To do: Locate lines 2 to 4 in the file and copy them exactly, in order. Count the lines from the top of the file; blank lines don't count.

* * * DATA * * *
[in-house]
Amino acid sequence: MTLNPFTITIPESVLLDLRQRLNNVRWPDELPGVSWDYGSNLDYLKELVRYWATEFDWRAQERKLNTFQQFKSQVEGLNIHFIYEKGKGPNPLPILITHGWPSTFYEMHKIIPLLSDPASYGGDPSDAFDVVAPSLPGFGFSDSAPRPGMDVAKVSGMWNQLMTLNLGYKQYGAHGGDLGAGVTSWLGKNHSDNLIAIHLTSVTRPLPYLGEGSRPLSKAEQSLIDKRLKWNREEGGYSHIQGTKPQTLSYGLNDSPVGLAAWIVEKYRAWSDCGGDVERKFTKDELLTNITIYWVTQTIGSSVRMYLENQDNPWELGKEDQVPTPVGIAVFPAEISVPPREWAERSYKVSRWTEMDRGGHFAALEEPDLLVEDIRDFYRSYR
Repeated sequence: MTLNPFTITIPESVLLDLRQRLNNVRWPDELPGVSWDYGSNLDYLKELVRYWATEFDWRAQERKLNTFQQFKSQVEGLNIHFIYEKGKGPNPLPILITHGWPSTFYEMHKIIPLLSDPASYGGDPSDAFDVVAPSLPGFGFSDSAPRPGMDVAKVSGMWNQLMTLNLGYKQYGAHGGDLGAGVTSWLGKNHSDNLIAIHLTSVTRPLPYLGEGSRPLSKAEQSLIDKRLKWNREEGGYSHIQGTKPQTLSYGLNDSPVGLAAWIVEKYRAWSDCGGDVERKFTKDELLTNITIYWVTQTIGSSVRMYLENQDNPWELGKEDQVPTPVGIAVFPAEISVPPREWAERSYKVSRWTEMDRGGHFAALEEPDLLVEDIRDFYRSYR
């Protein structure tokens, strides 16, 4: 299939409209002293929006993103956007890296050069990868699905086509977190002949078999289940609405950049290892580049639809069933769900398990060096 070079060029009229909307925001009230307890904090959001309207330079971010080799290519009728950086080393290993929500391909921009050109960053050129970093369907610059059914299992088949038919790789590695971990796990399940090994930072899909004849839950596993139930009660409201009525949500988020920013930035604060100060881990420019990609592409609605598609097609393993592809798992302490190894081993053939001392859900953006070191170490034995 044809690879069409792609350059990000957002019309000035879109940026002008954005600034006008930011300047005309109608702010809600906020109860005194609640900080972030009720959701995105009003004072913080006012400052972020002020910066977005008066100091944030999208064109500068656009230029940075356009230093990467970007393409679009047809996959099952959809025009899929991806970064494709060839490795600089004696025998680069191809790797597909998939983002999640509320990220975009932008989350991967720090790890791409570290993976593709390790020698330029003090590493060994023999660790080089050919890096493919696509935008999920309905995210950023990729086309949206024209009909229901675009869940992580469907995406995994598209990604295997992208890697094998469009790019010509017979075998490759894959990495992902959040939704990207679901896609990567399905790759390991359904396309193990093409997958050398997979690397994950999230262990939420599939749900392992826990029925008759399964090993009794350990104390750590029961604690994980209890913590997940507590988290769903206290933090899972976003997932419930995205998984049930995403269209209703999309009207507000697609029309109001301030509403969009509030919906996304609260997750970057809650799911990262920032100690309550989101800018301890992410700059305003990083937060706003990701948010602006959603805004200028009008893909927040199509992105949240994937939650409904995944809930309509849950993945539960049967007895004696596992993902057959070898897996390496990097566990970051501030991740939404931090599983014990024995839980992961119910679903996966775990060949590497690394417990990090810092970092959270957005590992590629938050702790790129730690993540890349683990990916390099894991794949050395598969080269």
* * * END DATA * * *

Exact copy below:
Amino acid sequence: MTLNPFTITIPESVLLDLRQRLNNVRWPDELPGVSWDYGSNLDYLKELVRYWATEFDWRAQERKLNTFQQFKSQVEGLNIHFIYEKGKGPNPLPILITHGWPSTFYEMHKIIPLLSDPASYGGDPSDAFDVVAPSLPGFGFSDSAPRPGMDVAKVSGMWNQLMTLNLGYKQYGAHGGDLGAGVTSWLGKNHSDNLIAIHLTSVTRPLPYLGEGSRPLSKAEQSLIDKRLKWNREEGGYSHIQGTKPQTLSYGLNDSPVGLAAWIVEKYRAWSDCGGDVERKFTKDELLTNITIYWVTQTIGSSVRMYLENQDNPWELGKEDQVPTPVGIAVFPAEISVPPREWAERSYKVSRWTEMDRGGHFAALEEPDLLVEDIRDFYRSYR
Repeated sequence: MTLNPFTITIPESVLLDLRQRLNNVRWPDELPGVSWDYGSNLDYLKELVRYWATEFDWRAQERKLNTFQQFKSQVEGLNIHFIYEKGKGPNPLPILITHGWPSTFYEMHKIIPLLSDPASYGGDPSDAFDVVAPSLPGFGFSDSAPRPGMDVAKVSGMWNQLMTLNLGYKQYGAHGGDLGAGVTSWLGKNHSDNLIAIHLTSVTRPLPYLGEGSRPLSKAEQSLIDKRLKWNREEGGYSHIQGTKPQTLSYGLNDSPVGLAAWIVEKYRAWSDCGGDVERKFTKDELLTNITIYWVTQTIGSSVRMYLENQDNPWELGKEDQVPTPVGIAVFPAEISVPPREWAERSYKVSRWTEMDRGGHFAALEEPDLLVEDIRDFYRSYR
């Protein structure tokens, strides 16, 4: 299939409209002293929006993103956007890296050069990868699905086509977190002949078999289940609405950049290892580049639809069933769900398990060096 070079060029009229909307925001009230307890904090959001309207330079971010080799290519009728950086080393290993929500391909921009050109960053050129970093369907610059059914299992088949038919790789590695971990796990399940090994930072899909004849839950596993139930009660409201009525949500988020920013930035604060100060881990420019990609592409609605598609097609393993592809798992302490190894081993053939001392859900953006070191170490034995 044809690879069409792609350059990000957002019309000035879109940026002008954005600034006008930011300047005309109608702010809600906020109860005194609640900080972030009720959701995105009003004072913080006012400052972020002020910066977005008066100091944030999208064109500068656009230029940075356009230093990467970007393409679009047809996959099952959809025009899929991806970064494709060839490795600089004696025998680069191809790797597909998939983002999640509320990220975009932008989350991967720090790890791409570290993976593709390790020698330029003090590493060994023999660790080089050919890096493919696509935008999920309905995210950023990729086309949206024209009909229901675009869940992580469907995406995994598209990604295997992208890697094998469009790019010509017979075998490759894959990495992902959040939704990207679901896609990567399905790759390991359904396309193990093409997958050398997979690397994950999230262990939420599939749900392992826990029925008759399964090993009794350990104390750590029961604690994980209890913590997940507590988290769903206290933090899972976003997932419930995205998984049930995403269209209703999309009207507000697609029309109001301030509403969009509030919906996304609260997750970057809650799911990262920032100690309550989101800018301890992410700059305003990083937060706003990701948010602006959603805004200028009008893909927040199509992105949240994937939650409904995944809930309509849950993945539960049967007895004696596992993902057959070898897996390496990097566990970051501030991740939404931090599983014990024995839980992961119910679903996966775990060949590497690394417990990090810092970092959270957005590992590629938050702790790129730690993540890349683990990916390099894991794949050395598969080269």